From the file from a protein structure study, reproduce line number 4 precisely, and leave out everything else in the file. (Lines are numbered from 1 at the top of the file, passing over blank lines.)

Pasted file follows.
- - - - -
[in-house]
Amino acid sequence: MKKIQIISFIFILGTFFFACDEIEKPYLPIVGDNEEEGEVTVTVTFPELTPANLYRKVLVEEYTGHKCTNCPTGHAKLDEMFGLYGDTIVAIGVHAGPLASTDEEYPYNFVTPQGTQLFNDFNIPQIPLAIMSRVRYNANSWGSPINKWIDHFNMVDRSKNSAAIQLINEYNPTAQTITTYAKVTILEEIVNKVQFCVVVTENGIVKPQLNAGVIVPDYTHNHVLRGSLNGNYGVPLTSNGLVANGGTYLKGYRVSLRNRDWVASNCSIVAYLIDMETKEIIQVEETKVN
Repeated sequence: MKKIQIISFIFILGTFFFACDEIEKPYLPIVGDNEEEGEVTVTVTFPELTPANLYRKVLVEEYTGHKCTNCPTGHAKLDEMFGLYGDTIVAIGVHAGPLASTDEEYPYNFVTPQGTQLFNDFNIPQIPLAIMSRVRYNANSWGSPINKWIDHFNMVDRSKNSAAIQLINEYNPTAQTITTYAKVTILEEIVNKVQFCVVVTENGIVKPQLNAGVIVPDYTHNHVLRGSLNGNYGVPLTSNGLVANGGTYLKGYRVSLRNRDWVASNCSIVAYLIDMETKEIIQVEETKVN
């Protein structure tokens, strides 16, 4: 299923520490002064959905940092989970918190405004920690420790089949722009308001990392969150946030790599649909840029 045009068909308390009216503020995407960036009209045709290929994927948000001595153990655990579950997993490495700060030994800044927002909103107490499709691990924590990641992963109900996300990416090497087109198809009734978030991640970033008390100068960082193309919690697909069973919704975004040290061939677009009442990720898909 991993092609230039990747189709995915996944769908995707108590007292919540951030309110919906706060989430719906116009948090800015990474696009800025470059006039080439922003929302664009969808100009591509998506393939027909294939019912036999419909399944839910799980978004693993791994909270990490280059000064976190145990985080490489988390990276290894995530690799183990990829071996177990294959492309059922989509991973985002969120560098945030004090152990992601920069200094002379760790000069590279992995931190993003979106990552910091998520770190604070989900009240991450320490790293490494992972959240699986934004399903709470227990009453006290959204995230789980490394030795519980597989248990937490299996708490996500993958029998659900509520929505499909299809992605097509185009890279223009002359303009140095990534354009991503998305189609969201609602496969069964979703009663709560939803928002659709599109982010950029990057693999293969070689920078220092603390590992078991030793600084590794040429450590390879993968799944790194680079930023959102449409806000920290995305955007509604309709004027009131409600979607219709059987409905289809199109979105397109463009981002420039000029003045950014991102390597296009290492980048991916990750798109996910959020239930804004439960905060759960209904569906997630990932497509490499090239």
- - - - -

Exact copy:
């Protein structure tokens, strides 16, 4: 299923520490002064959905940092989970918190405004920690420790089949722009308001990392969150946030790599649909840029 045009068909308390009216503020995407960036009209045709290929994927948000001595153990655990579950997993490495700060030994800044927002909103107490499709691990924590990641992963109900996300990416090497087109198809009734978030991640970033008390100068960082193309919690697909069973919704975004040290061939677009009442990720898909 991993092609230039990747189709995915996944769908995707108590007292919540951030309110919906706060989430719906116009948090800015990474696009800025470059006039080439922003929302664009969808100009591509998506393939027909294939019912036999419909399944839910799980978004693993791994909270990490280059000064976190145990985080490489988390990276290894995530690799183990990829071996177990294959492309059922989509991973985002969120560098945030004090152990992601920069200094002379760790000069590279992995931190993003979106990552910091998520770190604070989900009240991450320490790293490494992972959240699986934004399903709470227990009453006290959204995230789980490394030795519980597989248990937490299996708490996500993958029998659900509520929505499909299809992605097509185009890279223009002359303009140095990534354009991503998305189609969201609602496969069964979703009663709560939803928002659709599109982010950029990057693999293969070689920078220092603390590992078991030793600084590794040429450590390879993968799944790194680079930023959102449409806000920290995305955007509604309709004027009131409600979607219709059987409905289809199109979105397109463009981002420039000029003045950014991102390597296009290492980048991916990750798109996910959020239930804004439960905060759960209904569906997630990932497509490499090239």